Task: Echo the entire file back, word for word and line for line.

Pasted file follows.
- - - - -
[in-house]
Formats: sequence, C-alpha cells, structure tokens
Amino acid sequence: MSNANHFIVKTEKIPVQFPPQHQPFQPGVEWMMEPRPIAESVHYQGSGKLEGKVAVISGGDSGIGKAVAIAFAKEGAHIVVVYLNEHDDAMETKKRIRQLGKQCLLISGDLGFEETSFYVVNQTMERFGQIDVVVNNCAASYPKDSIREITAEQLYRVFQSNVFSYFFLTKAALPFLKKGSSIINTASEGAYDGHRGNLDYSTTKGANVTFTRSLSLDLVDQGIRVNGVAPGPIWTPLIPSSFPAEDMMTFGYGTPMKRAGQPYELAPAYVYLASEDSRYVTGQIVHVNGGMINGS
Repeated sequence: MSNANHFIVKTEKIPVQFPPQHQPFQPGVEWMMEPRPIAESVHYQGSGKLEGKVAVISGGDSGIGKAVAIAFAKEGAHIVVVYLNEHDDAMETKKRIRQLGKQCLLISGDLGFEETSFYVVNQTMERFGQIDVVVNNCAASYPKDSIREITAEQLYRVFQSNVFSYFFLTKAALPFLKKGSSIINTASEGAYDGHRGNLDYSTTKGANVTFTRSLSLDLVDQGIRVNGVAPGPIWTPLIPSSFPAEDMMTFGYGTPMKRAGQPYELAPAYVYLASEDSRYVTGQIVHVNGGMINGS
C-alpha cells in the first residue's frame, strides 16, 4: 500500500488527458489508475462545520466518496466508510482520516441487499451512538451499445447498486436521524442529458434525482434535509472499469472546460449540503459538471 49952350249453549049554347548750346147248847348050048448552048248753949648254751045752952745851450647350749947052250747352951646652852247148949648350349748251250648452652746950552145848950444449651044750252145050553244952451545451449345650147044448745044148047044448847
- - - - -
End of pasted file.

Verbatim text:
[in-house]
Formats: sequence, C-alpha cells, structure tokens
Amino acid sequence: MSNANHFIVKTEKIPVQFPPQHQPFQPGVEWMMEPRPIAESVHYQGSGKLEGKVAVISGGDSGIGKAVAIAFAKEGAHIVVVYLNEHDDAMETKKRIRQLGKQCLLISGDLGFEETSFYVVNQTMERFGQIDVVVNNCAASYPKDSIREITAEQLYRVFQSNVFSYFFLTKAALPFLKKGSSIINTASEGAYDGHRGNLDYSTTKGANVTFTRSLSLDLVDQGIRVNGVAPGPIWTPLIPSSFPAEDMMTFGYGTPMKRAGQPYELAPAYVYLASEDSRYVTGQIVHVNGGMINGS
Repeated sequence: MSNANHFIVKTEKIPVQFPPQHQPFQPGVEWMMEPRPIAESVHYQGSGKLEGKVAVISGGDSGIGKAVAIAFAKEGAHIVVVYLNEHDDAMETKKRIRQLGKQCLLISGDLGFEETSFYVVNQTMERFGQIDVVVNNCAASYPKDSIREITAEQLYRVFQSNVFSYFFLTKAALPFLKKGSSIINTASEGAYDGHRGNLDYSTTKGANVTFTRSLSLDLVDQGIRVNGVAPGPIWTPLIPSSFPAEDMMTFGYGTPMKRAGQPYELAPAYVYLASEDSRYVTGQIVHVNGGMINGS
C-alpha cells in the first residue's frame, strides 16, 4: 500500500488527458489508475462545520466518496466508510482520516441487499451512538451499445447498486436521524442529458434525482434535509472499469472546460449540503459538471 49952350249453549049554347548750346147248847348050048448552048248753949648254751045752952745851450647350749947052250747352951646652852247148949648350349748251250648452652746950552145848950444449651044750252145050553244952451545451449345650147044448745044148047044448847